Englishman David Potter, father of a child with handicaps and director of the charity, Christian Concern for the Mentally Handicapped, put it this way: “For euthanasia to receive the support of law, it would make crime respectable and compassion despicable… Our feeble, synthetic way of life would degenerate further into a pit of our own making where values are valueless, love is loveless and life is hopeless.”

Martin Niemoller, a Protestant pastor imprisoned by the Nazis during World War II summed up the need for action by Australian Christians:

“In Germany they came first for the Communists and I didn’t speak up because I wasn’t a Communist. Then they came for the Jews, and I didn’t speak up because I wasn’t a Jew. hen they came for the trade unionists, and I didn’t speak up because I wasn’t a trade unionist. Then they came for the Catholics, and I didn’t speak up because I was a Protestant. Then they came for me, and by that time no one was left to speak up.”[12]

In this madness at the beginning of the twenty-first century, will you join me in affirming that people are special and human life is worthwhile to human beings and to God? The challenge is to stand up for the young and old, unborn and born, handicapped and fit, and all people of all races.

Endnotes:


[1] Proposed euthanasia legislation for such an infant has already been drafted in the Australian Human Rights Commission Occasional Paper No.10, “Legal and Ethical Aspects of the Management of Newborns with Severe Disabilities”, August 1985, pp. 55-61.

[2] Encyclopedia.com, available at: http://www.encyclopedia.com/doc/1G1-20407306.html [Accessed 2 January 2010].

[3] Cited in, “Jewish Law – Legal Briefs,” available at: http://www.jlaw.com/Briefs/vacco8.html [Accessed 2 January 2010].

[4] See Hermina Dykxhoorn n.d., “Euthanasia in the Netherlands,” available from: http://www.euthanasia.com/netherlands.html [Accessed 6 April 2008].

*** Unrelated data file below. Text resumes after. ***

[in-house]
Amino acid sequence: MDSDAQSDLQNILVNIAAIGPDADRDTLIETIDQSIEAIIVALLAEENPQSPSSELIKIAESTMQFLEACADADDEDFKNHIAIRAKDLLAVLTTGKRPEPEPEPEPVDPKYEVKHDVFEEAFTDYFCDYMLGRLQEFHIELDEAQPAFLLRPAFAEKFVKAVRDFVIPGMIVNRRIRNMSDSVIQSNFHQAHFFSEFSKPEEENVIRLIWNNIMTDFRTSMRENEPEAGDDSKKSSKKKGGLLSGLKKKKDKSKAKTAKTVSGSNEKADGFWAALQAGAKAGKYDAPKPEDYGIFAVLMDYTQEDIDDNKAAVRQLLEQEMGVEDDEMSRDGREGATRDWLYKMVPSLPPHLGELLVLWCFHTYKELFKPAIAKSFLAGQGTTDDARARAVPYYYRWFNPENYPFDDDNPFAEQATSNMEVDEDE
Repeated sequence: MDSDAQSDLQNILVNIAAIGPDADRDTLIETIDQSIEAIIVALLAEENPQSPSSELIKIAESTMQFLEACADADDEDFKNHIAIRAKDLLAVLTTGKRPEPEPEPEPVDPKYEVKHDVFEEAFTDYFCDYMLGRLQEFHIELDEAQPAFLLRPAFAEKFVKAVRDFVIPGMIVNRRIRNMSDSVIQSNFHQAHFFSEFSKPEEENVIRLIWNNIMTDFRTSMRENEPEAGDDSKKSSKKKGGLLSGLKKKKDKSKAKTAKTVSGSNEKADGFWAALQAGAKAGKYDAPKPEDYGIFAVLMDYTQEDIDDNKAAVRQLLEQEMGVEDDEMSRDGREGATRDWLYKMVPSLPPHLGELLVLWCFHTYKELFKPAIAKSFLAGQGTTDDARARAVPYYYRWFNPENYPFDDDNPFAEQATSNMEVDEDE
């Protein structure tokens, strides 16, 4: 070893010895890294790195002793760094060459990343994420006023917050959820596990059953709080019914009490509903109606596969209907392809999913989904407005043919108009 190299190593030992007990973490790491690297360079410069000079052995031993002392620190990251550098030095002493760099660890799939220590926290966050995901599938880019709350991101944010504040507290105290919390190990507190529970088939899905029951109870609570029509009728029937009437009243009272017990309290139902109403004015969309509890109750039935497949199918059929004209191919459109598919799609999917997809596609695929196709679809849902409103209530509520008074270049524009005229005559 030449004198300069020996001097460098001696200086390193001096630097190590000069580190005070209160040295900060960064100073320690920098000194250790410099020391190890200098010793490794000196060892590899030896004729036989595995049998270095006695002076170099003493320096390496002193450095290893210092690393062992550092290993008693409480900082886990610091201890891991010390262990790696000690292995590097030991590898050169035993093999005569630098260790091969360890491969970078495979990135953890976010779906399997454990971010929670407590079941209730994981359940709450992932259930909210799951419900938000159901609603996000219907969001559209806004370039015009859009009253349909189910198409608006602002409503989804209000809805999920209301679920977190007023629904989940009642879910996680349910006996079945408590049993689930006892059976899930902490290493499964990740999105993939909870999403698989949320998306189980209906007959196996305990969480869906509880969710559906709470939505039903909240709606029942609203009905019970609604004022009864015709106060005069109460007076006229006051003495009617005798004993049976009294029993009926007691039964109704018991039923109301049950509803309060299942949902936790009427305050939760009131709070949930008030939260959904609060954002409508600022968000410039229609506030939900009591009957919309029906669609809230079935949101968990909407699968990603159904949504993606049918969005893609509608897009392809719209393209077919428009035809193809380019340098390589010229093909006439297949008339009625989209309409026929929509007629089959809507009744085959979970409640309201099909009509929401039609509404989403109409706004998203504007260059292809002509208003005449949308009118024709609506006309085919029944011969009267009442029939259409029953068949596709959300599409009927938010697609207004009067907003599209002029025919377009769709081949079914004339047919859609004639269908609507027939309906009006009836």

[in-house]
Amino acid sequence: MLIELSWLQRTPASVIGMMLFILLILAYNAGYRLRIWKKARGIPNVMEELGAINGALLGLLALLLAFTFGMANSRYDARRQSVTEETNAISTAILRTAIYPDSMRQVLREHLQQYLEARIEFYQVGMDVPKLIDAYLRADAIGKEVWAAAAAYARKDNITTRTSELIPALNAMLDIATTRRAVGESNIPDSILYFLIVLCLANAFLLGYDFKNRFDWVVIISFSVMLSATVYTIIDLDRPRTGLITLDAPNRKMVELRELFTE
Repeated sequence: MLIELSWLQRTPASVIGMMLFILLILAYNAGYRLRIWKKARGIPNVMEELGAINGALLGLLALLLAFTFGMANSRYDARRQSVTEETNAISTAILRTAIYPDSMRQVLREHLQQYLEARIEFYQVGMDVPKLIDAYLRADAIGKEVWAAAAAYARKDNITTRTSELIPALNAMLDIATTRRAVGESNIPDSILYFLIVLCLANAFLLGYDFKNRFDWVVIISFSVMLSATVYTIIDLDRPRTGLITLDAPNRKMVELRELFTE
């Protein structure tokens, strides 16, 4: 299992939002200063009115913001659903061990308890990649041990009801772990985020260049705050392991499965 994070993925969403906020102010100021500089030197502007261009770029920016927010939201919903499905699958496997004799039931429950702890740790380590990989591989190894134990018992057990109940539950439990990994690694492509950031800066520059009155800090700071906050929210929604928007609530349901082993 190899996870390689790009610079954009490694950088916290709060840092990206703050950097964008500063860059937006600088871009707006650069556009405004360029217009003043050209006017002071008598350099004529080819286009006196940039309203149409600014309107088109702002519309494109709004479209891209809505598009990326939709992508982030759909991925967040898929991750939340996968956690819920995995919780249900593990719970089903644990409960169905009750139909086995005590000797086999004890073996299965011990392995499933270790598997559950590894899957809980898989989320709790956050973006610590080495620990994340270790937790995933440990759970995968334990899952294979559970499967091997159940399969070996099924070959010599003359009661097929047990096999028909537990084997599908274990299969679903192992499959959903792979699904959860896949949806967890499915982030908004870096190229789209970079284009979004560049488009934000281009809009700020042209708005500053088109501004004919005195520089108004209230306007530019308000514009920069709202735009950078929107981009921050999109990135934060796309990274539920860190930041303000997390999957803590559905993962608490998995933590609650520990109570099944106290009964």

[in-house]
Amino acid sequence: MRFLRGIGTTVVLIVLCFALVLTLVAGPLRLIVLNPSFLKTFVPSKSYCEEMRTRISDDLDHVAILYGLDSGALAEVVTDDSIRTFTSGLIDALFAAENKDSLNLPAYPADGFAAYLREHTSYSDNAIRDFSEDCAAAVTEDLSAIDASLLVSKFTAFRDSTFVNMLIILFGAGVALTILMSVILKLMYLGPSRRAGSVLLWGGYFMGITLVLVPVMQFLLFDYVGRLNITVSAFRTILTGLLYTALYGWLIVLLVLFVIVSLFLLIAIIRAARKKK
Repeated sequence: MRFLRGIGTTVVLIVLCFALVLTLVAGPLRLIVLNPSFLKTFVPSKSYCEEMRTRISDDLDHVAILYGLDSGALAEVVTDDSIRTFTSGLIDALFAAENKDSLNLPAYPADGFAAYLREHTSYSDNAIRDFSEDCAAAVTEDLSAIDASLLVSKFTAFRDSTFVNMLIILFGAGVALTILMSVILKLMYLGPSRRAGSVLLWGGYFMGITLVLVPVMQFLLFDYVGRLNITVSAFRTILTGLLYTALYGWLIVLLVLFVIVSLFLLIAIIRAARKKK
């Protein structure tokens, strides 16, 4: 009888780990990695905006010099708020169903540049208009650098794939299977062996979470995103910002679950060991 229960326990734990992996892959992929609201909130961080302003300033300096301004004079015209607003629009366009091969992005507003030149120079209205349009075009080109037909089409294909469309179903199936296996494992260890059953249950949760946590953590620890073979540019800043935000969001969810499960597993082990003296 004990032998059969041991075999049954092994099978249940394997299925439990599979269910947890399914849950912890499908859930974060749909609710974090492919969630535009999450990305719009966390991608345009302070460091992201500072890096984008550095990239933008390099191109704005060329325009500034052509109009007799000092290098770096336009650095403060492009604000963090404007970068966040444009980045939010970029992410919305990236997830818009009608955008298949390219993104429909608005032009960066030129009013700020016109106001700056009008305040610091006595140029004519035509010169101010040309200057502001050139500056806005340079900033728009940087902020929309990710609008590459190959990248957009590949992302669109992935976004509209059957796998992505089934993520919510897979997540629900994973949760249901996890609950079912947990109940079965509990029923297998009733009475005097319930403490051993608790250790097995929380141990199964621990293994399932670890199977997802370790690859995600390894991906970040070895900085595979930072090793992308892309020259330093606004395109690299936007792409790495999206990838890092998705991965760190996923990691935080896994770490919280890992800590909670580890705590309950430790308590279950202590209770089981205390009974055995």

[5] 22 May 1993, p. 1364.

[6] Matthew Abraham Show, Radio 2CN, Canberra, February 2, 1993, from a transcript of the program.

[7] In Brian Pollard 1989, Euthanasia: Should We Kill the Dying? Little Hills Press Pty. Ltd., Bedford, UK, p. 45.

[8] An older version of the Hippocratic Oath is available at: http://docs.google.com/viewer?a=v&q=cache:cEMMJ3VBVvAJ:info.library.unsw.edu.au/biomed/pdf/hippocraticoath.pdf+Hippocratic+Oath&hl=en&gl=au&sig=AHIEtbQdJbXeLW0LVt7v6vt9Ns9VXKinJw [Accessed 2 January 2010].

[9] “The World Medical Association resolution on euthanasia”, available at: http://www.wma.net/en/30publications/10policies/e13b/index.html [Accessed 2 January 2010].

[10] The Journal of the Californian Medical Association (September 1970), “New Ethics for Medicine and Society”, quoted in a letter by Dr. K.F. Gunning, Secretary, Dutch Physicians’ League, The Lancet, Vol. 338, October 19, 1991, 1010.

[11] The Canberra Times, August 12, 1993, p. 7.

[12] “Martin Niemoeller quotes,” available at: http://thinkexist.com/quotes/martin_niemoeller/ [Accessed 2 January 2010].

 

Copyright (c) 2014 Spencer D. Gear.  This document last updated at date: 9 October 2015.

Flower22Flower22Flower22Flower22Flower22Flower22Flower22
Whytehouse designs

Easter and the healthy committing suicide

Saturday, January 2nd, 2010

By Spencer D Gear

At Easter seasons, we are faced with a situation where the eternal consequences of death are ignored and the promotion of suicide is glorified. Those of us who have spent years trying to prevent suicide receive a lethal message from this Swiss lawyer.

Here’s the situation. There should be virtually no restrictions on helping people to commit suicide. These are the comments from human rights lawyer, Ludwig Minelli, from the Dignatas Swiss clinic that offers help to people to kill themselves. That is what Minelli told BBC radio in the UK on 2 April 2009. This article stated: